The door opened again, and Tommy came strutting in with the nervous energy he always brought to a gathering. Ryan suspected yellow jackets or some other manageable amphetamine. Tommy was his only Cantonese friend. Educated at UCLA, he was more American than some of Ryan’s friends back in Boston, and he was always determined to prove it, especially among strangers.
“You call this a typhoon party?” he said, looking at the group in front of the TV.
“I hang out with the wrong people apparently,” said Ryan. “But at least you made it.”
“I did indeed,” Tommy replied, holding up a bag of beer in one hand and raising two bottles of tequila in the other. “Can’t stay too long though. Markets in New York open soon and we’re having a strategy meeting before the bell.”
“About yesterday?” Ryan asked.
“Yesterday, Saturday, Friday. May 13. April 18,” he said. “My bank’s American. We don’t get this shit that’s going on right now.”
He opened a couple of warm Carlsbergs.
“Sorry, all the cold ones were gone,” Tommy said
“The warmth brings out the barley,” Ryan replied.
Tommy was a trader with Citibank. He had tried explaining his job to Ryan once, but the idea of spending every night on a phone and forecasting numbers and making calls in thin air seemed like so much sorcery. Ryan’s import export business was simple and real. Goods and products being made and transported and bought and sold. Entire factories were depending on him to keep the lights on.
Susan got up off the couch and came to join them.
“The cavalry is here,” she said. Ryan noticed Tommy checking her out. She was exactly the type of challenge his friend loved, because he didn’t stand a chance.
“I’d love to have another but I need to get back to Victoria Park,” she said. “It’s getting dark, and the crowds will be showing up.”
“In this?” Tommy asked.
“It didn’t stop them last night. Reporter,” she said to him by way of introduction and explanation. “ABC News, New York.”
“Wow, cool,” said Tommy.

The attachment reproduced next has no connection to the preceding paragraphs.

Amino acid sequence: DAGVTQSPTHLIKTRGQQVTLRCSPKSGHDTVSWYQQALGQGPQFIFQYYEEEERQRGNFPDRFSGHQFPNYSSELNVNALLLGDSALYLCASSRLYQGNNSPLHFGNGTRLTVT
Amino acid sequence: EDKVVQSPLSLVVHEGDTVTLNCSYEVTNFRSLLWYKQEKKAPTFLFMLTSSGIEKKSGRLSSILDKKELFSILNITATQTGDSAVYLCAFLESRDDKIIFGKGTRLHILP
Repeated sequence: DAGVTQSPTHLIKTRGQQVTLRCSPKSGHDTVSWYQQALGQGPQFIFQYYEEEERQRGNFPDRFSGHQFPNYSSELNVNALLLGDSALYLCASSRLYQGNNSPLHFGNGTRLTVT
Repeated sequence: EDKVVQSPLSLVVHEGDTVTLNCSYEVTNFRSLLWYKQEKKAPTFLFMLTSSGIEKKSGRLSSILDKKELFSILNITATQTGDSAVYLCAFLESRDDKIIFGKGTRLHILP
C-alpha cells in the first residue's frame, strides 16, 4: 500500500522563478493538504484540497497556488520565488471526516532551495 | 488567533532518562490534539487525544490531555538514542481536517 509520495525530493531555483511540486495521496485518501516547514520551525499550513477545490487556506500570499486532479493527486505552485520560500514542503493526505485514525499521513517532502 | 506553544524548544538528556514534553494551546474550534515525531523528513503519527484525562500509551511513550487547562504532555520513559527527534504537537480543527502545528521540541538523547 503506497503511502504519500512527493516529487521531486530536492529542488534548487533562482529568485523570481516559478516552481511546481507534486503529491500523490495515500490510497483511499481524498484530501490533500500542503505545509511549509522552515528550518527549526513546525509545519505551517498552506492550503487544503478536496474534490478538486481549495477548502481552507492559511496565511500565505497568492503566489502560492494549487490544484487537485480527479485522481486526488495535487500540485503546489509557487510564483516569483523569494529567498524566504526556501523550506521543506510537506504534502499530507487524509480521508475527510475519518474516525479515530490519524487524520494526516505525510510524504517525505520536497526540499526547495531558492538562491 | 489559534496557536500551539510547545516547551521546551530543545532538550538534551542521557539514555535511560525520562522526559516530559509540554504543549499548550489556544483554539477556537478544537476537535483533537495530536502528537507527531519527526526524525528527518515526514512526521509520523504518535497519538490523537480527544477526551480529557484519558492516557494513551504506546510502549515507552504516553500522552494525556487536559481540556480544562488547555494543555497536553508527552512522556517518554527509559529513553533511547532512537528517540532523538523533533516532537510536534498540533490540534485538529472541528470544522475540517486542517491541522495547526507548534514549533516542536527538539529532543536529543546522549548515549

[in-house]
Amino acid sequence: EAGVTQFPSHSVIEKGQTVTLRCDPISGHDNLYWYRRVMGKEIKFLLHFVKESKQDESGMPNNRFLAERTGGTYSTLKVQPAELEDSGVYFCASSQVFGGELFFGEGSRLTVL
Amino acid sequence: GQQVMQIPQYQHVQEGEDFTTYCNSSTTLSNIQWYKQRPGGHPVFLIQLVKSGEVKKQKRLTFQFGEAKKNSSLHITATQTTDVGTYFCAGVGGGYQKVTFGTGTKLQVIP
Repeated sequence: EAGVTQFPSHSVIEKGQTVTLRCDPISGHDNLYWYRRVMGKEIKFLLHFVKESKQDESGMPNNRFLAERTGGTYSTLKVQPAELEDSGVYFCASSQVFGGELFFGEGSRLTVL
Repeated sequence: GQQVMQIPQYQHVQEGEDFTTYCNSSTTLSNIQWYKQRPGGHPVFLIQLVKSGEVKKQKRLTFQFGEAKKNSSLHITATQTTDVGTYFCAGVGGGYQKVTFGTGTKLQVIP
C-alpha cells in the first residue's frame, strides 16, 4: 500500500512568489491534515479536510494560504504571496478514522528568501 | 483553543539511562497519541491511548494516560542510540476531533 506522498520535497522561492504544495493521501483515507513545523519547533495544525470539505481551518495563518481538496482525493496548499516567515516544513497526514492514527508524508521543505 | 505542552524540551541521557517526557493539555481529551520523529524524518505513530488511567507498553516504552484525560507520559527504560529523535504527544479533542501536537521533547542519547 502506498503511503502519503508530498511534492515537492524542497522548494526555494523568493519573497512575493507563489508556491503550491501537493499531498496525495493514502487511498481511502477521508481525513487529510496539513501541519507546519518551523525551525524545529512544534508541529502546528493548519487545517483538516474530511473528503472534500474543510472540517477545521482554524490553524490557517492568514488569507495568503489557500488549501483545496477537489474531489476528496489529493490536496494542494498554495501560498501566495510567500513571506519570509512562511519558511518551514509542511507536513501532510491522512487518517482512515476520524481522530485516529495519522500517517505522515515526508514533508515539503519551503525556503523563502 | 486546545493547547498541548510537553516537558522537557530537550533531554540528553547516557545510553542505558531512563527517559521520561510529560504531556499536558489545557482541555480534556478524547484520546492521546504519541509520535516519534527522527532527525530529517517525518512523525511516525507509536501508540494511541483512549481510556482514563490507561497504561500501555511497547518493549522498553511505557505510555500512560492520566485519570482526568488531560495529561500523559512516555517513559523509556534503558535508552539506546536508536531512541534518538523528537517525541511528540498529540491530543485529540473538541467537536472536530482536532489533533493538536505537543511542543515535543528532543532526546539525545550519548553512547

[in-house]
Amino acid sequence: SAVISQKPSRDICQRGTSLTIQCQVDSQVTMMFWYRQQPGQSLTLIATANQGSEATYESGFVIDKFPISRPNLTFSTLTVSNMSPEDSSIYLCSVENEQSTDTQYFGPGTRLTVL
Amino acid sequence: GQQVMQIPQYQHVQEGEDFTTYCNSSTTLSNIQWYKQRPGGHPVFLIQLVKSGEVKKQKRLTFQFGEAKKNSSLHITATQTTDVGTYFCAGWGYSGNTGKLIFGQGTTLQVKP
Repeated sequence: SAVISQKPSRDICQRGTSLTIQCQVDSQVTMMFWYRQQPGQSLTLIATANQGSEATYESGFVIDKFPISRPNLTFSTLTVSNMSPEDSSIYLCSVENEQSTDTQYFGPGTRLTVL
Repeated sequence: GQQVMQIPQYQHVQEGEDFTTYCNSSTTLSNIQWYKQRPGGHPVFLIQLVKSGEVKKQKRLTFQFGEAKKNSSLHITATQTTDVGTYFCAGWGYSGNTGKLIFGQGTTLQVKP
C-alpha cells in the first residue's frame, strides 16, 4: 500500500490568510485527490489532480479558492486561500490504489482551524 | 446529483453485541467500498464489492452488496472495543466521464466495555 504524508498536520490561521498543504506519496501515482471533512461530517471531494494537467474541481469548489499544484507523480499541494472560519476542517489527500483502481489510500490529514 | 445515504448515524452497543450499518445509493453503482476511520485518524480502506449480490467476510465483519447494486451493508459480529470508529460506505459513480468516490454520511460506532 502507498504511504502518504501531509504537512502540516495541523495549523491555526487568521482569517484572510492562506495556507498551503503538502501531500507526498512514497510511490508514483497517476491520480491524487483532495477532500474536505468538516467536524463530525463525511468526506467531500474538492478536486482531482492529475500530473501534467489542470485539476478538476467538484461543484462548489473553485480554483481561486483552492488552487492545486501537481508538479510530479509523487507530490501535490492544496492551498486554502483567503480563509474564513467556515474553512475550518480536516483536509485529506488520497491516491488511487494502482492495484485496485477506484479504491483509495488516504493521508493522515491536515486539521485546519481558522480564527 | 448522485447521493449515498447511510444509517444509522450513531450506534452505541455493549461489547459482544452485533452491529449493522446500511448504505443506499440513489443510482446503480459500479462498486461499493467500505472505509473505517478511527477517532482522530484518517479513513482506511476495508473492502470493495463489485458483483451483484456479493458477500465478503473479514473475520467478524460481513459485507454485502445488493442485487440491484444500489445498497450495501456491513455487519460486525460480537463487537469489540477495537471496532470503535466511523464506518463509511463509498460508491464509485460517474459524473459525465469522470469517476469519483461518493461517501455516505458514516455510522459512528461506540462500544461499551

Stringer. Reporter. Foreign correspondent. Network anchor. We can be whatever we want to be here, Ryan thought. That was something he heard a Brit say late one foggy night in “1997” a couple of weeks back, and it stuck with him.
“There may not be another night like last night, Sue,” he said. “That was probably a once-in-a-lifetime thing knowing these people.”
“These people,” said Tommy, raising a glass, laughing. “Money, not democracy.”
Patricia turned around. “Susan, you’ve been drinking, haven’t you?” she said.
“It’s not like I have to write anything. I just have to call in with a guesstimate at crowd size.”
“You really think New York’s going to run something two days in a row?” Patricia continued.
“I’m meeting up with my photographer. He’s probably already there.”
“ABC’s already giving you a staff?” Ryan said.
“I met him yesterday. He took some pictures for me. We made quite a team, actually.”
“Oh,” said Patricia.
“Not like that. He’s a tiny gangster looking guy. Not my type,” she continued. “But he’s got a great camera and seems to know what he’s doing. Besides, he’s really into it. ‘Portraits’, he’s calling them. Not your typical news pic.”
She took one final long drink of her warm gin and tonic, kissed Ryan her thank-you’s, and literally ran out the door.
“We can’t just let her go back there on her own. She can hardly find her way back to my place, let alone Causeway Bay,” Patricia said. “And look, it’s getting worse out there.” The group looked through Ryan’s beautiful brilliant white double doors framed by soggy silk curtains, out at the angry rain making its way further inside.
Finally Doris said, “I just met her, love.”
Orphans, Ryan thought again. Orphans in a storm that isn’t even ours.
“Here’s to getting the attention of the big, rotting apple,” said Tommy, raising his second beer.
“The big rotting apple,” the group responded.
“Don’t mind the maggots!” sang Clarence.
“When we start toasting New York, it’s time to go,” Ryan said, and he went over to turn off the TV.
“Asshole,” Olivia said. “We were watching that.”
“I know. That’s all we’re doing,” he said. “Come on, we’re wasting this storm just holing up inside. It’s time to get back to the real world.”
He turned the stereo up, replaying “If You Don’t Know Me By Now.”
“You mean the bars?” Olivia said.
“They won’t even be open, hon,” said Doris.
“And we’ll hardly be able to catch a taxi,” said Patricia.
“Hong Kong cabs and bars?” said Ryan. “They’ll be running like clockwork. There’s money to be made.”